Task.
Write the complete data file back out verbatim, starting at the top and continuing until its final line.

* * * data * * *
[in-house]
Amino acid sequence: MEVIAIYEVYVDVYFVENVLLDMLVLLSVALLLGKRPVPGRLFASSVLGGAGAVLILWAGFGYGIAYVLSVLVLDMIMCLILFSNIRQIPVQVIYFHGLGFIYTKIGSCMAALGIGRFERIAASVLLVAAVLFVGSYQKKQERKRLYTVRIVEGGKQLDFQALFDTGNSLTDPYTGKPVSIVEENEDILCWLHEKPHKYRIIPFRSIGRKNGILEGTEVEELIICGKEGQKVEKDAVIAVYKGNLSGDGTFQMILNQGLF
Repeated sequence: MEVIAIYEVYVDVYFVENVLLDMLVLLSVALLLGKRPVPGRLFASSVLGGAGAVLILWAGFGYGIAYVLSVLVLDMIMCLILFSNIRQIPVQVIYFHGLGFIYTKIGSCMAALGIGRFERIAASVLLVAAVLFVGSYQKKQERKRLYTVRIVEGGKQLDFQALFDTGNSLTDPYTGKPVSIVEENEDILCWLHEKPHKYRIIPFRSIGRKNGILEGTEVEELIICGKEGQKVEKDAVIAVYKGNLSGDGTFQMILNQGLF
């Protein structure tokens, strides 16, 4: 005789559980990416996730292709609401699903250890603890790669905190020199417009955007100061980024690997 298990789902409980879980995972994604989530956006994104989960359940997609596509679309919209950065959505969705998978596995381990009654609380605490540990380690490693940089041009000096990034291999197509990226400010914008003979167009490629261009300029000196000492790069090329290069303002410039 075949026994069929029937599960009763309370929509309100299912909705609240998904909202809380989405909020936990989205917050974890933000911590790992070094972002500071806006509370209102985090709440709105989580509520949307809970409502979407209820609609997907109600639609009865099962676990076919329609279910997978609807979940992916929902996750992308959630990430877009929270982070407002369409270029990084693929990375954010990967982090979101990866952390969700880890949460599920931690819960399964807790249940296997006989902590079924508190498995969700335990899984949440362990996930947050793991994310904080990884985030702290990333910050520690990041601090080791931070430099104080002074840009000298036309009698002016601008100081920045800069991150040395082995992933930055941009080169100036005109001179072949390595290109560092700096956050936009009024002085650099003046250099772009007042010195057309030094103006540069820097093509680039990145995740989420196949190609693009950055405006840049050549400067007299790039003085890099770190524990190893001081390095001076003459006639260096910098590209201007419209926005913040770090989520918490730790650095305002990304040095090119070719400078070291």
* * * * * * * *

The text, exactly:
[in-house]
Amino acid sequence: MEVIAIYEVYVDVYFVENVLLDMLVLLSVALLLGKRPVPGRLFASSVLGGAGAVLILWAGFGYGIAYVLSVLVLDMIMCLILFSNIRQIPVQVIYFHGLGFIYTKIGSCMAALGIGRFERIAASVLLVAAVLFVGSYQKKQERKRLYTVRIVEGGKQLDFQALFDTGNSLTDPYTGKPVSIVEENEDILCWLHEKPHKYRIIPFRSIGRKNGILEGTEVEELIICGKEGQKVEKDAVIAVYKGNLSGDGTFQMILNQGLF
Repeated sequence: MEVIAIYEVYVDVYFVENVLLDMLVLLSVALLLGKRPVPGRLFASSVLGGAGAVLILWAGFGYGIAYVLSVLVLDMIMCLILFSNIRQIPVQVIYFHGLGFIYTKIGSCMAALGIGRFERIAASVLLVAAVLFVGSYQKKQERKRLYTVRIVEGGKQLDFQALFDTGNSLTDPYTGKPVSIVEENEDILCWLHEKPHKYRIIPFRSIGRKNGILEGTEVEELIICGKEGQKVEKDAVIAVYKGNLSGDGTFQMILNQGLF
């Protein structure tokens, strides 16, 4: 005789559980990416996730292709609401699903250890603890790669905190020199417009955007100061980024690997 298990789902409980879980995972994604989530956006994104989960359940997609596509679309919209950065959505969705998978596995381990009654609380605490540990380690490693940089041009000096990034291999197509990226400010914008003979167009490629261009300029000196000492790069090329290069303002410039 075949026994069929029937599960009763309370929509309100299912909705609240998904909202809380989405909020936990989205917050974890933000911590790992070094972002500071806006509370209102985090709440709105989580509520949307809970409502979407209820609609997907109600639609009865099962676990076919329609279910997978609807979940992916929902996750992308959630990430877009929270982070407002369409270029990084693929990375954010990967982090979101990866952390969700880890949460599920931690819960399964807790249940296997006989902590079924508190498995969700335990899984949440362990996930947050793991994310904080990884985030702290990333910050520690990041601090080791931070430099104080002074840009000298036309009698002016601008100081920045800069991150040395082995992933930055941009080169100036005109001179072949390595290109560092700096956050936009009024002085650099003046250099772009007042010195057309030094103006540069820097093509680039990145995740989420196949190609693009950055405006840049050549400067007299790039003085890099770190524990190893001081390095001076003459006639260096910098590209201007419209926005913040770090989520918490730790650095305002990304040095090119070719400078070291």